Some further thoughts from Barbara Glasson’s A Spirituality of Survival: Enabling a Response to Trauma and Abuse:
Relationships should never be traps; they should hold and not bind. […] abuse is about the misuse of power and to ‘sur vivre‘ is to emerge from underneath the story of oppression.
We are most likely to ‘sur vivre‘ if we know that someone is searching for us, that there is a longing for us to re-surface among those who realize we are missing.
Abuse is not just a blip in an otherwise normal life, it is a total disruption of normality. What is perceived to be normal is in fact destructive.
However, the problem is that a woman suffering abuse:
believes that her experience is ‘just how it is’ and so fails to speak out for fear of destruction on the one hand and ridicule on the other.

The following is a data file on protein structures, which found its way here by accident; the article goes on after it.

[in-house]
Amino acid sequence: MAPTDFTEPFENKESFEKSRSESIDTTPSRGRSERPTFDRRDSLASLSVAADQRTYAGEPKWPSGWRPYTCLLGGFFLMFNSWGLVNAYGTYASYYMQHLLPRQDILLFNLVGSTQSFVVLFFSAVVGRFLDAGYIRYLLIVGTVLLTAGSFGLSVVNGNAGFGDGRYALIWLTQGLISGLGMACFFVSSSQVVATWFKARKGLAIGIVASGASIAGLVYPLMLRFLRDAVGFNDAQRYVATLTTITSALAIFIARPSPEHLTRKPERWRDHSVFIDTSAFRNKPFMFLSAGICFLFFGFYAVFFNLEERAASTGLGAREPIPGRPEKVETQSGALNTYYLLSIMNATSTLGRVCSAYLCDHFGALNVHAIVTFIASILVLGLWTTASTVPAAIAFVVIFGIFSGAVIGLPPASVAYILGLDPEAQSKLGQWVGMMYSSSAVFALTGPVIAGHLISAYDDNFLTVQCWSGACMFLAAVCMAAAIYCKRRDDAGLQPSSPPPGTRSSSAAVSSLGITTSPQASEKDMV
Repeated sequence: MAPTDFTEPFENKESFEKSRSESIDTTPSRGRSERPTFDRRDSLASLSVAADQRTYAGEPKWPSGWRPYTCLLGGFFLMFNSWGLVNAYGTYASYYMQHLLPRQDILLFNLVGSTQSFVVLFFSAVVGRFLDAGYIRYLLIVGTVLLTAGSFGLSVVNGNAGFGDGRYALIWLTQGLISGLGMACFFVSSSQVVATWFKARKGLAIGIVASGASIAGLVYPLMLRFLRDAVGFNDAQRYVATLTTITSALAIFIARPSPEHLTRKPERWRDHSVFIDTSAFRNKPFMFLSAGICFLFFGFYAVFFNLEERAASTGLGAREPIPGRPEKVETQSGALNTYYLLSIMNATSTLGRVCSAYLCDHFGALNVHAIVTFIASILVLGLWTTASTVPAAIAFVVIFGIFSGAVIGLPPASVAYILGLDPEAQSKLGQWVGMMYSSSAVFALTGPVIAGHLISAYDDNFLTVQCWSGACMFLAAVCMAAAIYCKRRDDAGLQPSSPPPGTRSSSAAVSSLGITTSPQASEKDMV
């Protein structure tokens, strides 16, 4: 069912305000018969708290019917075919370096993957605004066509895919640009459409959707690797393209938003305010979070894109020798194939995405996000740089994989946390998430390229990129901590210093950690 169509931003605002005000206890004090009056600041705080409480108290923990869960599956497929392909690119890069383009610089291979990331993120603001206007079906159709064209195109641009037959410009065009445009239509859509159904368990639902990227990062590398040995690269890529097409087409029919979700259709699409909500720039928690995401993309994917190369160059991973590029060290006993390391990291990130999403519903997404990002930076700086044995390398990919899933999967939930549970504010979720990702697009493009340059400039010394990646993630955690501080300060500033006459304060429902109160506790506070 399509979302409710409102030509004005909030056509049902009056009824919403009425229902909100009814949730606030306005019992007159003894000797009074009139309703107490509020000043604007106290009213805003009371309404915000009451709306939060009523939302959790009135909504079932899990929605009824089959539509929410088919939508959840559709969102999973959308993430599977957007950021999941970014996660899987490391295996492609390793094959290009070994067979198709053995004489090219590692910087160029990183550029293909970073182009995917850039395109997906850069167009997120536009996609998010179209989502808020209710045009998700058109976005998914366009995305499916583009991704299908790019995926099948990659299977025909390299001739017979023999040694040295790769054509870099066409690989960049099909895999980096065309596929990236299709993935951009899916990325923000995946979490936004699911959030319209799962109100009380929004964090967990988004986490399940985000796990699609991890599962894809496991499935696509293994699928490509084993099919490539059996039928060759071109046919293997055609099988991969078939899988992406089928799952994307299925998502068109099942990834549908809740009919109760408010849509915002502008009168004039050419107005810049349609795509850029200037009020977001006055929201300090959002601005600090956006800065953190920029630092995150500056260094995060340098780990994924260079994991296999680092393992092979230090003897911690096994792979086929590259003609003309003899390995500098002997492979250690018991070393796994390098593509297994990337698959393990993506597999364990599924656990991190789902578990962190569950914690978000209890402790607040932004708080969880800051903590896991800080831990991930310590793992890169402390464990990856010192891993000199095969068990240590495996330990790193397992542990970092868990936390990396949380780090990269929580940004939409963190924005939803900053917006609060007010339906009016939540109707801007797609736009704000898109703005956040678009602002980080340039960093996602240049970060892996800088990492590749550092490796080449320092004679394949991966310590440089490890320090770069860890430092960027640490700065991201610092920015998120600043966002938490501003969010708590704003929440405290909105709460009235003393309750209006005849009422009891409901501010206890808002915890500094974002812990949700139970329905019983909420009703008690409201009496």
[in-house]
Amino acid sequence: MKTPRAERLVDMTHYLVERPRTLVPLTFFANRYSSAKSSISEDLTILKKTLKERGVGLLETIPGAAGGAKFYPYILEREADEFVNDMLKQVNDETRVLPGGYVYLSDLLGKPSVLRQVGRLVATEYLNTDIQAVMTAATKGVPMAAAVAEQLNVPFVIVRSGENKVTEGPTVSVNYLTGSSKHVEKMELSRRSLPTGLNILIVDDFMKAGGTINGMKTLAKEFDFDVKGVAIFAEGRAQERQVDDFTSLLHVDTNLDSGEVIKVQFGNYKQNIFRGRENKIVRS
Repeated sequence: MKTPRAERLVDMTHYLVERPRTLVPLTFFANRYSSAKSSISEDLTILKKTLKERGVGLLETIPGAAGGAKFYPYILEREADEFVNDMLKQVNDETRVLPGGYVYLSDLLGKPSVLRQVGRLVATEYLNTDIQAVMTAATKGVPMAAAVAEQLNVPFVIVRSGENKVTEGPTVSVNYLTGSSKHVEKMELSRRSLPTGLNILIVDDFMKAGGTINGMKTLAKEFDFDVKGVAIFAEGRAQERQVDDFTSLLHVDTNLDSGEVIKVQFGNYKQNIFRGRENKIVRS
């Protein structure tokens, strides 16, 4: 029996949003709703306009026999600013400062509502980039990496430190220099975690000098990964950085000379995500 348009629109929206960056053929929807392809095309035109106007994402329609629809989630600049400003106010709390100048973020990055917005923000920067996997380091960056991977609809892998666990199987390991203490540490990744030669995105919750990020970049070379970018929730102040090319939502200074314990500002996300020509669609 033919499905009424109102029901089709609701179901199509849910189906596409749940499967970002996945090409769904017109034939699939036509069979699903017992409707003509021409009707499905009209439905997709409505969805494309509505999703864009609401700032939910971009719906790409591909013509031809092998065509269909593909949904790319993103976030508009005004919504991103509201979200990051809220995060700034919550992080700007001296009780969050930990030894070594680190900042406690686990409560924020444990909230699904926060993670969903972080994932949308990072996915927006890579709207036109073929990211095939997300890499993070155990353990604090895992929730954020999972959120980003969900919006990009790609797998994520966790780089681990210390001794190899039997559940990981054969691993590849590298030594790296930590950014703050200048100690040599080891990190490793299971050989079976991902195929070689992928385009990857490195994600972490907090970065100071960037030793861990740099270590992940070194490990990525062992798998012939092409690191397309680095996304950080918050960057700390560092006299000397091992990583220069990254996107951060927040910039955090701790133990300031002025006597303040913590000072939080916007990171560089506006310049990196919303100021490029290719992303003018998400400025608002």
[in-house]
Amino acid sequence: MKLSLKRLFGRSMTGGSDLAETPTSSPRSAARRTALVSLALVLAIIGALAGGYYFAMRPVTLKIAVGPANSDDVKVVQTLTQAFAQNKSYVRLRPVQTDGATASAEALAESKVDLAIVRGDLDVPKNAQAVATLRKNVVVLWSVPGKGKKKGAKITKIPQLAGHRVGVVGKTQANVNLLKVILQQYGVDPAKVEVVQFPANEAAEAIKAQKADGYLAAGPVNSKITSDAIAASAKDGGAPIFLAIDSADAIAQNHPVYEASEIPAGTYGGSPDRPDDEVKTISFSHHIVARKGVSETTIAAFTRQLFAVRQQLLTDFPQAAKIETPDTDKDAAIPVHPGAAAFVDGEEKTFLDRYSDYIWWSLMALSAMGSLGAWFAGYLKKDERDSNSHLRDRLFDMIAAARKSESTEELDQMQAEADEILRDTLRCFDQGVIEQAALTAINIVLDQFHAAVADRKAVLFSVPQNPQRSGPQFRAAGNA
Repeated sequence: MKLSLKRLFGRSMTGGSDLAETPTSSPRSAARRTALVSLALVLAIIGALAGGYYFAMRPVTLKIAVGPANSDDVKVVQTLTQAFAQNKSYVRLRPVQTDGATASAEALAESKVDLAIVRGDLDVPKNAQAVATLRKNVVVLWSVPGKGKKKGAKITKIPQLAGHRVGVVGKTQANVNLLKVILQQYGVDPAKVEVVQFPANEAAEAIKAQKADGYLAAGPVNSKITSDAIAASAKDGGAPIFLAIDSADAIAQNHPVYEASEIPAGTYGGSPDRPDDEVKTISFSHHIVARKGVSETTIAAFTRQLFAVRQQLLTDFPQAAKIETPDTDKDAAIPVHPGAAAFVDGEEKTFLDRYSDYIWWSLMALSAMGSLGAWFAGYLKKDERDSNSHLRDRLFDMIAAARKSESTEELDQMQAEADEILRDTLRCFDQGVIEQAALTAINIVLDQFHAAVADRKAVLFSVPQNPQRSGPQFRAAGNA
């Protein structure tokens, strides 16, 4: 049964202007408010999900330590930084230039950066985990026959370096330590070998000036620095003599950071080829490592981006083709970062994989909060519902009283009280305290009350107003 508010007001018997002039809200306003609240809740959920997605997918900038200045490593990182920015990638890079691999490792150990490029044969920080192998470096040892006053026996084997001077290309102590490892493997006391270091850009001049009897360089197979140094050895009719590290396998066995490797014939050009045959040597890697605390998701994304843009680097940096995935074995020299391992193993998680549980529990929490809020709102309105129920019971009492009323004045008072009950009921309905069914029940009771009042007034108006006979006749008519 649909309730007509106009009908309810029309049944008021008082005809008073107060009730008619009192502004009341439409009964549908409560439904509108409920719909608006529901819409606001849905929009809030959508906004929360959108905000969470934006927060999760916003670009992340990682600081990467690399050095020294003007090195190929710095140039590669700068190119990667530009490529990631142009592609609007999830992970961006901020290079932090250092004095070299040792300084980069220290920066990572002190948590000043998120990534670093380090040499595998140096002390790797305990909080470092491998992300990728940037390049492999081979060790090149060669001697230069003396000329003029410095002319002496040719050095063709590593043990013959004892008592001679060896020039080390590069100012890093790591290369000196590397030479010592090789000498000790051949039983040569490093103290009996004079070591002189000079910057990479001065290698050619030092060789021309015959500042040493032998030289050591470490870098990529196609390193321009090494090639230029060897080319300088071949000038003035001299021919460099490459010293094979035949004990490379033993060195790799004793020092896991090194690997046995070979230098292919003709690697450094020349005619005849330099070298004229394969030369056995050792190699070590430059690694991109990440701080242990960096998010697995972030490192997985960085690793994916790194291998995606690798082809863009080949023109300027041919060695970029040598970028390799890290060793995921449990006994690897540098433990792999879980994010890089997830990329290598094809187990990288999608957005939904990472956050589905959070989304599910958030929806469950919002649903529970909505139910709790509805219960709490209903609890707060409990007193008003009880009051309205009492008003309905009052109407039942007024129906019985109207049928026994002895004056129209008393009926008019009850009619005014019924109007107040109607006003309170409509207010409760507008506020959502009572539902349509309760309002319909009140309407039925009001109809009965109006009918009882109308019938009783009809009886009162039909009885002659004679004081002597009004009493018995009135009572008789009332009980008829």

In many ways a victim of … abuse does not have choices. Abuse happens to them, they are trapped, silenced, damaged … by others who have taken away any sense of their autonomy or self-worth, they are made into objects.
Those … whose lives have been violated, subsumed and stolen … are called to find freedom, safe enough space in which to claim life and flourish. They are not obliged to submit to repressive, self-denying demands but to find strength and authenticity through the bringing to light of the truth.